FIG. 15a shows a partial ring section 211 of the invention with one loop of a transverse coil 210. The partial ring section contains a coil form 216, which has a groove to accept the wire. A magnified cross-sectional view of the partial ring section 211 at the location of the coil 210 is shown in FIG. 15b. During the fabrication, the coil 210 is wrapped around the coil form 216, and then covered with a layer of rubber 217 to provide a waterproof barrier. Coil form 216 could be made of fiberglass epoxy, a thermoplastic, and could also contain a ferrite material or be made entirely of a ferrite material.
FIG. 16 is a cross-sectional view in a plane perpendicular to the axis of the tubular 12 and passing through the antenna. Two partial ring sections 211 are placed around the tubular 12. Each partial ring section 211 has transverse coil 210, wrapped on a coil form 216, and covered with rubber 217. Like the other coil forms of the invention, coil form 216 could be made of fiberglass epoxy, a thermoplastic, and could also contain a ferrite material or be made entirely of a ferrite material. Half shields 212 cover the partial ring sections 211 and protect them from damage during tripping into the well.
FIG. 17 shows another embodiment of the invention. In this embodiment, multiple coils (both diagonal and axial) are implemented. Two axial antenna coils 26 are located on opposite sides of the tubular. However, in addition to the two axial coils 26, two diagonal coils 62 are also located on opposite sides of the tubular, at 90 degrees with respect to the two axial coils 26.
FIG. 18 shows a cross-sectional view of the antenna embodiment in FIG. 17, taken along section lines 26—26 of FIG. 17. In FIG. 19, another sectional view of the antenna embodiment of FIG. 17 is illustrated, taken along section lines 27—27 of FIG. 17. Note that the tubular 12 and diagonal coils are elliptical in this sectional view. The relative areas and the number of turns for diagonal and axial coils can be optimized for directionality and efficiency. The shields (not shown) may also be aligned to assure azimuthal orientation of the slot pattern. Note also that the transverse coils of the invention could be used in place of the diagonal coils, with the relative areas and number of turns again optimized for efficiency and directivity.
FIG. 20 shows another embodiment of the invention. A section of a completion string 92 (or tubular 92) includes a plurality of individual sections 92 a, 92 b, 92 c, 92 d, and 92 e, the plurality of individual sections 9 a-92 e being interleaved with a plurality of antennas 94 of the invention. The antennas 94 are being reeled from a spool of cable with antennas 96 and are being interconnected and interleaved between adjacent sections 92 a-92 e of the completion string 92. The antennas could be clamped on to the OD of the tubular (or affixed in any suitable manner known in the art), and can protrude into the annular space between the tubular and the formation. This annular space is filled with cement when the tubular is cemented into the formation. At a rig, individual sections of the completion 92 a-92 e are screwed together and tripped into the well. The spool 96 contains the cables and antennas of the invention. As each section 92 a-92 e of the completion is added, one or more antennas 94 are attached to the section, and the cables secured to the completion. There is a connector at the upper end of the cable.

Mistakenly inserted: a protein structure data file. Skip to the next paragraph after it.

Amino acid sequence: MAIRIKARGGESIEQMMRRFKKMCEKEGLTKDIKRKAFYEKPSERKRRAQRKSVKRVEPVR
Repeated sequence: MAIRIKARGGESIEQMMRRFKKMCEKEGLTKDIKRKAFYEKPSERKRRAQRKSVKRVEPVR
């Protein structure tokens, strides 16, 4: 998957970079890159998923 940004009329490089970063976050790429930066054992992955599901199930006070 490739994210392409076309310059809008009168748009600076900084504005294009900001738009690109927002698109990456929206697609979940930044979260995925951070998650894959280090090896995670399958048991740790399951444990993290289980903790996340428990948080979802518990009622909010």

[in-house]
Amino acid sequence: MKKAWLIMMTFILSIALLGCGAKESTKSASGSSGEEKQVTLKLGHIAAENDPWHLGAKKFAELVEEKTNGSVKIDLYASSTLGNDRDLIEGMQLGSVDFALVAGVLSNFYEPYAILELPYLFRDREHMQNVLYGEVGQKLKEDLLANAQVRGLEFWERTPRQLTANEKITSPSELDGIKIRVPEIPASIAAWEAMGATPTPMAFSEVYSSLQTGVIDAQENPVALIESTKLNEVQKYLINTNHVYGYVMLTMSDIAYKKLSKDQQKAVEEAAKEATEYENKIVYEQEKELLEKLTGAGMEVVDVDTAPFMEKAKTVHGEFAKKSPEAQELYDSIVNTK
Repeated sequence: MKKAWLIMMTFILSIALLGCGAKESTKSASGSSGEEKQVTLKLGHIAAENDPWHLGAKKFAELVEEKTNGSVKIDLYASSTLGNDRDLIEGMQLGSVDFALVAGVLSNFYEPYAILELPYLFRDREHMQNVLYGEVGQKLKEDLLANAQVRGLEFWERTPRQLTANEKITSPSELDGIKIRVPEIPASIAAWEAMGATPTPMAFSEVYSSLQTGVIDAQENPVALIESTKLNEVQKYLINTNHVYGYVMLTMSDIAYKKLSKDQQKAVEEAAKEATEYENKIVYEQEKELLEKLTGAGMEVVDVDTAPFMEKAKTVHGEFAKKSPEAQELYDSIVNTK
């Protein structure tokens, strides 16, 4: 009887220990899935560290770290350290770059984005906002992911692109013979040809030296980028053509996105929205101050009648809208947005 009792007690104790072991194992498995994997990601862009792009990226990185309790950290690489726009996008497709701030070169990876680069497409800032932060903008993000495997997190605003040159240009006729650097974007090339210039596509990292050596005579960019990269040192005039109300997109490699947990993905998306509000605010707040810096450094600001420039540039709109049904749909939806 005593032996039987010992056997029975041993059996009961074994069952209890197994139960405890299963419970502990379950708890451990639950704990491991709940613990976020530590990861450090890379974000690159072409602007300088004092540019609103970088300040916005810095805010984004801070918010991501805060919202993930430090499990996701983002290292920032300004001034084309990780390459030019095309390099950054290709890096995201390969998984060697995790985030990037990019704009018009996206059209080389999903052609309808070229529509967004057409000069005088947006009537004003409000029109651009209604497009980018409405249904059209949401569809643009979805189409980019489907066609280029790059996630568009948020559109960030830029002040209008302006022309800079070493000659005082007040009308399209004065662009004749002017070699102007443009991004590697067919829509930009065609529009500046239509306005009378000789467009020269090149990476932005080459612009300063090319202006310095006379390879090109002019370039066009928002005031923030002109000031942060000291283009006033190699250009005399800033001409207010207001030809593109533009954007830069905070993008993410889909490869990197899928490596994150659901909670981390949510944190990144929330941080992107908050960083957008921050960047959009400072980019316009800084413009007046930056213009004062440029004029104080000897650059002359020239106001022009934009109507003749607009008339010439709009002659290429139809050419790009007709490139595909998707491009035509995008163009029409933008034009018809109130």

For the purposes of this specification it will be clearly understood that the word “comprising” means “including but not limited to”, and that the word “comprises” has a corresponding meaning.
While the invention has been described with respect to a limited number of embodiments, those skilled in the art will appreciate that other embodiments can be devised which do not depart from the scope of the invention as disclosed herein. For example, embodiments of the invention may be implemented without shields, or the shields may be formed of non-metallic or nonconductive materials.
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|US20050152219 *||Nov 30, 2004||Jul 14, 2005||Schlumberger Technology Corporation||Acoustic transducers for tubulars|
|US20070247330 *||Oct 11, 2005||Oct 25, 2007||Schlumberger Technology Corporation||Wireless electromagnetic telemetry system and method for bottomhole assembly|
|US20090072832 *||Mar 19, 2009||Qingyan He||Transducer Assemblies for Subsurface Use|
|US20100149056 *||Jan 21, 2008||Jun 17, 2010||Matthe Contant||downhole telemetry system|
|US20100198569 *||May 8, 2008||Aug 5, 2010||Wu Peter T||Determining borehole corrected formation properties|
|US20100219980 *||Sep 2, 2010||Marathon Oil Company||Method and system for performing operations and for improving production in wells|
|US20130239673 *||Jun 24, 2011||Sep 19, 2013||Schlumberger Technology Corporation||Systems and Methods for Collecting One or More Measurements in a Borehole|
|U.S. Classification||343/719, 324/338, 324/303|
|International Classification||E21B47/01, E21B47/12, G01V3/30|
|Cooperative Classification||E21B47/01, G01V3/30, E21B47/122|
|European Classification||E21B47/01, G01V3/30, E21B47/12M|
|Nov 25, 2002||AS||Assignment|
Owner name: SCHLUMBERGER TECHNOLOGY CORPORATION, TEXAS
Free format text: ASSIGNMENT OF ASSIGNORS INTEREST;ASSIGNORS:CLARK, BRIAN;EDWARDS, JOHN E.;REEL/FRAME:013517/0365;SIGNING DATES FROM 20021009 TO 20021020